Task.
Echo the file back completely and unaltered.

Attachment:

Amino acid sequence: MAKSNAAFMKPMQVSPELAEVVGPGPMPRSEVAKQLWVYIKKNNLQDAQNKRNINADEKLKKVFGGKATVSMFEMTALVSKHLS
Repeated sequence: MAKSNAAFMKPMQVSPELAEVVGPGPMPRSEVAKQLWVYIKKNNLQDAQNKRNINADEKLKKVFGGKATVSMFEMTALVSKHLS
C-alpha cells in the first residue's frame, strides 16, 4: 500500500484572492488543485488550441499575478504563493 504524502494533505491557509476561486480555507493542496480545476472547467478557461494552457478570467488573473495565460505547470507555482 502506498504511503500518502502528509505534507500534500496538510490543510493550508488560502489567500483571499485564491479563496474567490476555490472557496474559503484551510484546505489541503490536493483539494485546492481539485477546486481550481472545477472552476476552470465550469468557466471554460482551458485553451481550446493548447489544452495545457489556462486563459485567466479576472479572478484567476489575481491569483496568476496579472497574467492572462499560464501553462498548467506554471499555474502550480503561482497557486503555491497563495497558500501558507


Amino acid sequence: MAKSNAAFMKPMQVSPELAEVVGPGPMPRSEVAKQLWVYIKKNNLQDAQNKRNINADEKLKKVFGGKATVSMFEMTALVSKHLS
Repeated sequence: MAKSNAAFMKPMQVSPELAEVVGPGPMPRSEVAKQLWVYIKKNNLQDAQNKRNINADEKLKKVFGGKATVSMFEMTALVSKHLS
C-alpha cells in the first residue's frame, strides 16, 4: 500500500484572492488543485488550441499575478504563493 504524502494533505491557509476561486480555507493542496480545476472547467478557461494552457478570467488573473495565460505547470507555482 502506498504511503500518502502528509505534507500534500496538510490543510493550508488560502489567500483571499485564491479563496474567490476555490472557496474559503484551510484546505489541503490536493483539494485546492481539485477546486481550481472545477472552476476552470465550469468557466471554460482551458485553451481550446493548447489544452495545457489556462486563459485567466479576472479572478484567476489575481491569483496568476496579472497574467492572462499560464501553462498548467506554471499555474502550480503561482497557486503555491497563495497558500501558507